Long-Term Care Insurance

A Review for Doctors and Advisors

By Gary A. Cook; MSFS, CLU, ChFC, LUTC, RHU, CFP®, CMP™ (Hon)


Long-term care (LTC) insurance is considered one of the newest forms of personal coverage insurance.  LTC insurance is designed to transfer the financial risk associated with the inability to care for oneself because of a prolonged illness, disability, or the effects of old age.  In particular, it is designed to insure against the financial cost of an extended stay in a nursing home, assisted living facility, Adult Day Care Center, hospice or home health care.  It has been estimated that two out of every five Americans now over the age of 65 will spend time in a nursing home.  As life expectancy increases, so does the potential need for LTC. One unfortunate consequence of being the “new kid on the block” is the lack of actuarial data specifically collected for this style of policy.  This results in policy premiums being underpriced to sustain the claims currently being experienced.  During the first half of 2003, at least three insurance companies stopped writing these policies because of their losses.  Those insurers remaining in this market are expected to increase premiums quickly.  Unless these policies can be profitable for the company, their future will be an uncertain one.


Any discussion of LTC must begin with an understanding of what Medicare is designed to cover.  Currently, the only nursing home care that Medicare covers is skilled nursing care and it must be provided in a Medicare-certified skilled nursing facility.  Custodial care is not covered. Most LTC policies have been designed with these types of coverage, or the lack thereof, in mind. To qualify for Medicare Skilled Nursing Care, an individual must meet the following conditions: 

  • Be hospitalized for at least three days within the 30 days preceding the nursing home admission;
  • Be admitted for the same medical condition which required the hospitalization; and
  • The skilled nursing home care must be deemed rehabilitative.

Once these requirements are met, Medicare will pay 100 percent of the costs for the first 20 days.  Medicare covers days 21 to 100 along with a daily co-payment, which is indexed annually.  After the initial 100 days, there is no additional Medicare coverage. Medicare Home Health Services cover part-time or intermittent skilled nursing care, physical therapy, medical supplies and some rehabilitative equipment.  These are generally paid for in full and do not require a hospital stay prior to home health service coverage.


Critical LTC Policy Features

According to the U.S. Department of Health and Human Services and the Health Insurance Association of America, there are seven features that should always be included in a good long LTC policy:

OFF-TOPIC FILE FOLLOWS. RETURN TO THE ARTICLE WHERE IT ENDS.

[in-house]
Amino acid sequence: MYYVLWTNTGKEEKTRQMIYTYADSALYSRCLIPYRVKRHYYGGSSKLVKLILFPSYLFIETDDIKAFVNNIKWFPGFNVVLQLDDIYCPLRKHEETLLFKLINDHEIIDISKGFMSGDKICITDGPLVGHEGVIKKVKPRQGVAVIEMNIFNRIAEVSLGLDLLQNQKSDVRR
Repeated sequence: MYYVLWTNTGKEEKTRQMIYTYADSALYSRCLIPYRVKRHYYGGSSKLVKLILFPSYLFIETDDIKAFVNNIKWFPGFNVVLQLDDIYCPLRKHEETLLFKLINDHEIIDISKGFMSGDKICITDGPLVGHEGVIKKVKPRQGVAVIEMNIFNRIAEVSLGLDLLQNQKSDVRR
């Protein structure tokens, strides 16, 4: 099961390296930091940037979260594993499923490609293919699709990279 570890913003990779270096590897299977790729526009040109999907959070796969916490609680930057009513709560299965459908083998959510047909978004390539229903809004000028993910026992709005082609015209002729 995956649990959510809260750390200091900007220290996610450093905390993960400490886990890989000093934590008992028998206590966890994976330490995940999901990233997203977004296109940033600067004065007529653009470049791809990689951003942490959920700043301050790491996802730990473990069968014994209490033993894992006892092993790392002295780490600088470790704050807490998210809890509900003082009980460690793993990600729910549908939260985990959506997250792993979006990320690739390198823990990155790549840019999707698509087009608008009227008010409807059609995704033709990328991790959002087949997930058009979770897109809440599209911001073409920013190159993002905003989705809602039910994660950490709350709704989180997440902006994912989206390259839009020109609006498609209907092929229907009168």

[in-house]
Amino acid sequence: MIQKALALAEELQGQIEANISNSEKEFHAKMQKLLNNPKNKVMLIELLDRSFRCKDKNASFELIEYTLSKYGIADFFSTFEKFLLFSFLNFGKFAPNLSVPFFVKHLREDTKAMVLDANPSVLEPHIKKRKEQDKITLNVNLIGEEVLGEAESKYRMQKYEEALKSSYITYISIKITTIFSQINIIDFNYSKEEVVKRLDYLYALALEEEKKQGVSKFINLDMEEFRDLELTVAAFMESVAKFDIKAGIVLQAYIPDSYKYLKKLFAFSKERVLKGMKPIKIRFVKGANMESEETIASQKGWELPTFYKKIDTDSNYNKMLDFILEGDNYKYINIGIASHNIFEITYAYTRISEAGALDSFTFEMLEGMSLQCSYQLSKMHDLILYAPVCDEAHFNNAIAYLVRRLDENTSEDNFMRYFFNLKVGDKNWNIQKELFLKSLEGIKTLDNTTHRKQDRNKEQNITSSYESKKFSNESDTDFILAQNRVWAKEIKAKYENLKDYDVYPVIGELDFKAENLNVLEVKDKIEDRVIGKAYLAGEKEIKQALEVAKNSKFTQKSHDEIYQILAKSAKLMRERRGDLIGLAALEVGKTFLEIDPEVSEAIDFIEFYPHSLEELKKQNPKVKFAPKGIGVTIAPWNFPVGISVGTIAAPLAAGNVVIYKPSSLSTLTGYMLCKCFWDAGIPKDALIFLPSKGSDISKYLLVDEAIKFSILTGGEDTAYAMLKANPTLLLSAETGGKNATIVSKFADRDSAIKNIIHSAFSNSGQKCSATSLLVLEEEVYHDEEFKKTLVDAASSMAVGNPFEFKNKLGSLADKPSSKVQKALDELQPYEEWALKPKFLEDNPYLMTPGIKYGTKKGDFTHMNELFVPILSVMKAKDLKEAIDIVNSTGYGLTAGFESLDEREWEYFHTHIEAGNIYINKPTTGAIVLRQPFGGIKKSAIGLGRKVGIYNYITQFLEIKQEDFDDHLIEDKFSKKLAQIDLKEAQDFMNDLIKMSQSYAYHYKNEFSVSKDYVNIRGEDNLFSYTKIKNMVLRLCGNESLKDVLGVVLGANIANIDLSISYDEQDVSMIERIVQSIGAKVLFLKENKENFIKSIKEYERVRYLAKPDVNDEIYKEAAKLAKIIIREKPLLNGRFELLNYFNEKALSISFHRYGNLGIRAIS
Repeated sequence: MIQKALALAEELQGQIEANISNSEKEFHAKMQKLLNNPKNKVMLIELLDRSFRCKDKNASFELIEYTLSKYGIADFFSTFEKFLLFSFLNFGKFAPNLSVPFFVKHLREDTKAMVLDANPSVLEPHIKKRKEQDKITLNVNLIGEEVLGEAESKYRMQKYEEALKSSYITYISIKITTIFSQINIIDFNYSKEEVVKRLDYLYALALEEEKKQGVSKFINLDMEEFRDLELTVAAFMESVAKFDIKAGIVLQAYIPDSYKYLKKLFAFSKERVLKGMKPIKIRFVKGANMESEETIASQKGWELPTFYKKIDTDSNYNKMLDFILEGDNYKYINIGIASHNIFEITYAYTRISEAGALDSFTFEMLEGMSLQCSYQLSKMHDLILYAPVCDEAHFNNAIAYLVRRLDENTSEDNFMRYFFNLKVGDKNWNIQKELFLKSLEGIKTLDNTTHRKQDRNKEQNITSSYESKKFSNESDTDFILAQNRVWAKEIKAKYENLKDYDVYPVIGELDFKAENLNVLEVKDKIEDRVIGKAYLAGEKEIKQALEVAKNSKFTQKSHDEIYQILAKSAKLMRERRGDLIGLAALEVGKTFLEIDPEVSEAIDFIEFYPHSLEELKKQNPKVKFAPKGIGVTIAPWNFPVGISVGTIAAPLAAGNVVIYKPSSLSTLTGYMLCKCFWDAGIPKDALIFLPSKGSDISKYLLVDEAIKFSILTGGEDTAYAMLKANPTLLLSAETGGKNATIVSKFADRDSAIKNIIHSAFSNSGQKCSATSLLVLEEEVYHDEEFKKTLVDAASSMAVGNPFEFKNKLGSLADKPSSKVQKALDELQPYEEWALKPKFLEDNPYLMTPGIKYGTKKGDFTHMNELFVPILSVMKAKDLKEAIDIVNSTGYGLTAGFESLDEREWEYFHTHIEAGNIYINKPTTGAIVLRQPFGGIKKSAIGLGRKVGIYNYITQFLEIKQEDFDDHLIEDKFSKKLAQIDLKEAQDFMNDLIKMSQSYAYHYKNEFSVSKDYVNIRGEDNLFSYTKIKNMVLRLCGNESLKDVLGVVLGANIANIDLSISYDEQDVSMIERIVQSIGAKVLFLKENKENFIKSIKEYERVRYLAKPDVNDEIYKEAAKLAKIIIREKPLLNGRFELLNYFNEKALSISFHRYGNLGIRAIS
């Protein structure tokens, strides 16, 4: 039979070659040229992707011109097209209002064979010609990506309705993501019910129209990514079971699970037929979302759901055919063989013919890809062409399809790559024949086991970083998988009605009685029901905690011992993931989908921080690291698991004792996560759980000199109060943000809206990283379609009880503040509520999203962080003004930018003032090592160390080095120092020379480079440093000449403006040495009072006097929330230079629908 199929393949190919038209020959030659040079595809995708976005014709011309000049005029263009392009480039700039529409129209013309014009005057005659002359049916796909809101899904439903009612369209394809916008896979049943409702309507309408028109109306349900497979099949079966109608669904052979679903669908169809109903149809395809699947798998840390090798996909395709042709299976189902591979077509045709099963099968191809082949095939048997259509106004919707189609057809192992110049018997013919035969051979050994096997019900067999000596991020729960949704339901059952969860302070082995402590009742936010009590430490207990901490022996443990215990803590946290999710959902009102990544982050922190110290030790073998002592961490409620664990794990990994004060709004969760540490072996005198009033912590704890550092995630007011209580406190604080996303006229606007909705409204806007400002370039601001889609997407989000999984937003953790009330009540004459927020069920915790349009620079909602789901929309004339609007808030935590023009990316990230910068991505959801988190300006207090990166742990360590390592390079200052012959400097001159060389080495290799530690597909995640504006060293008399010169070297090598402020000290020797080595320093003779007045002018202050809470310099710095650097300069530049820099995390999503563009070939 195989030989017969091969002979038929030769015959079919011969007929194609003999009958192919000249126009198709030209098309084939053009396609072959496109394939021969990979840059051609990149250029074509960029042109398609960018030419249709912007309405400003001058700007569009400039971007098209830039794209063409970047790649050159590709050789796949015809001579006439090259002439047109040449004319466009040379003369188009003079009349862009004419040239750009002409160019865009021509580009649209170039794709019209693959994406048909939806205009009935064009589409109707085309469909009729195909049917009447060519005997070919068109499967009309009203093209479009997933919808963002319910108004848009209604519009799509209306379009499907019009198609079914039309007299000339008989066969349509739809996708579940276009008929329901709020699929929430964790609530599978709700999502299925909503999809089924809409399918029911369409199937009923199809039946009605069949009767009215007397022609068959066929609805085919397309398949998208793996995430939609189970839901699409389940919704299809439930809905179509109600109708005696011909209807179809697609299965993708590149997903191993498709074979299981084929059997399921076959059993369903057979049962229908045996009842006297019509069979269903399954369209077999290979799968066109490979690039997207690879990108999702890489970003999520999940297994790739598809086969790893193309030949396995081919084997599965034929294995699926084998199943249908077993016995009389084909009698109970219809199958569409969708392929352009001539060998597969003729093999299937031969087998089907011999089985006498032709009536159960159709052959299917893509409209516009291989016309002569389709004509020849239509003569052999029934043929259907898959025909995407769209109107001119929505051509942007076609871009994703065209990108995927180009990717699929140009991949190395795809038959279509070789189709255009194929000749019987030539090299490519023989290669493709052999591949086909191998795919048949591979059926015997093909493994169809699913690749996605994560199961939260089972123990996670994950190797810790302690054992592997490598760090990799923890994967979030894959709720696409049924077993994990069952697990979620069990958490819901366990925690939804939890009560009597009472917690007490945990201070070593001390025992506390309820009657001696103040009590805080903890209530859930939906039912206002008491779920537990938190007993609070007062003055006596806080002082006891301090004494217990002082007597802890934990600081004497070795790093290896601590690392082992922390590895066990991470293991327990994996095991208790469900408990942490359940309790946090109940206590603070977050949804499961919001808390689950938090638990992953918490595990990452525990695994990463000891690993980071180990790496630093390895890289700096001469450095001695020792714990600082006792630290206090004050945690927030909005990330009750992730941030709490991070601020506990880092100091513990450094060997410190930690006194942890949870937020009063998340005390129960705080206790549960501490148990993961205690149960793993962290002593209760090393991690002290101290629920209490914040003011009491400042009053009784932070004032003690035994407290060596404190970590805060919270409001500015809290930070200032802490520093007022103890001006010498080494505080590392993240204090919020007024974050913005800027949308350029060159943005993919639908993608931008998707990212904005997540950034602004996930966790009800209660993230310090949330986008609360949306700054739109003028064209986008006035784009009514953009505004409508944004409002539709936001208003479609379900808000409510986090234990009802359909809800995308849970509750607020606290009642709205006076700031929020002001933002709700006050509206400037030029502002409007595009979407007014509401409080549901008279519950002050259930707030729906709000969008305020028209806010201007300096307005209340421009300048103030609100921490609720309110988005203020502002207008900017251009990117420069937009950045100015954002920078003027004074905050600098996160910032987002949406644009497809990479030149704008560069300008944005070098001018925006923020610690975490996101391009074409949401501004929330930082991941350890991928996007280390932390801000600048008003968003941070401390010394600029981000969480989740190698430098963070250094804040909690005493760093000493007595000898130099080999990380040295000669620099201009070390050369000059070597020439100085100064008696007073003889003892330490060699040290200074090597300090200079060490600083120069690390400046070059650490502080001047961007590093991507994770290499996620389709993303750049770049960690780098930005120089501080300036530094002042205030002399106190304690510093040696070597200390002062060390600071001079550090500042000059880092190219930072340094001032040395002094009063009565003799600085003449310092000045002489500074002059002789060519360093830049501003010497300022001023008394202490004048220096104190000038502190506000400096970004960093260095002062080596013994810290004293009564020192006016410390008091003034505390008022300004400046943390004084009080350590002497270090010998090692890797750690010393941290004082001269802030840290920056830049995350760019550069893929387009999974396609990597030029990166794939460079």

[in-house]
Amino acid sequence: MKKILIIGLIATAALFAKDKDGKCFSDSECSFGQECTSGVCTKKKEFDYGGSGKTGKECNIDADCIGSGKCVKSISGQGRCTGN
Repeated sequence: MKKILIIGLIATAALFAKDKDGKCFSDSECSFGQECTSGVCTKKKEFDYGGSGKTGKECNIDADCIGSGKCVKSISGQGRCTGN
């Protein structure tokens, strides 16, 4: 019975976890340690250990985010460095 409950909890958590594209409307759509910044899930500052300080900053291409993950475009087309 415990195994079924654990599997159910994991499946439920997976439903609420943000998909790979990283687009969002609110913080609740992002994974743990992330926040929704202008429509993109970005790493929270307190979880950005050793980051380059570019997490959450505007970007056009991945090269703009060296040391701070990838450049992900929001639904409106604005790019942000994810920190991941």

• Guaranteed renewable (as long as premiums are paid, the policy cannot be canceled).
  • Covers all levels of nursing care (skilled, intermediate and custodial care).
  • Premiums remain level (individual premiums cannot be raised due to health or age, but can be raised only if all other LTC policies as a group are increased).
  • Benefits never reduced.
  • Offers inflation protection.
  • Full coverage for Alzheimer’s Disease (earlier contracts tried to eliminate this coverage).
  • Waiver of premium (during a claim period, further premium payments will not be required).

In addition, there are another seven features considered to be worthwhile and are included in the better LTC policies: 

  • Home health care benefits
  • Adult day care and hospice care
  • Assisted living facility care
  • No prior hospital stay required
  • Optional elimination periods
  • Premium discounts when both spouses are covered
  • Medicare approval not a prerequisite for coverage.


Most LTC policies provide benefits for covered insured’s with a cognitive impairment or the inability to perform a specified number of Activities of Daily Living (ADLs). These ADLs generally include those listed below and the inability to perform two of six is generally sufficient to file a claim:

1. Bathing:  Washing oneself in either a tub or shower, or by sponge bath, and includes the task the getting into and out of the tub or shower without hands-on assistance of another person.

2. Dressing:  Putting on or taking off all necessary and appropriate items of clothing and/or any necessary braces or artificial limbs without hands-on assistance of another person.

3. Toileting:  Getting to and from the toilet, getting on and off the toilet, and performing associated personal hygiene without hands-on assistance of another person.

4. Transferring:  Moving in and out of a bed, chair or wheelchair without hands-on assistance of another person.

5. Eating:  The ability to get nourishment into the body without hands-on assistance of another person once it has been prepared and made available.       

6. Continence:  The ability to voluntarily maintain control of bowel and/or bladder function, or in the event of incontinence, the ability to maintain a reasonable level of personal hygiene without hands-on assistance of another person.

Other Issues

Another issue concerning ADLs is whether the covered insured requires “hands-on” assistance or merely needs someone to “stand-by” in the event of difficulty.  Obviously, LTC policies that read the latter are considered more liberal.


Long-Term Care Taxation

Some LTC policies have been designed to meet the required provisions of the Kassenbaum-Kennedy health reform bill, passed in 1996, and subsequently are “Tax Qualified Policies”.  Insured’s who own policies meeting the requirements are permitted to tax deduct some of the policy’s premium, based on age, income and the amount of total itemized medical expenses.  The major benefit of the tax-qualified LTC policy is that the benefit, when received, is not considered taxable income.  There are several initiatives in Congress, however, which would expand and simplify these deductibility rules.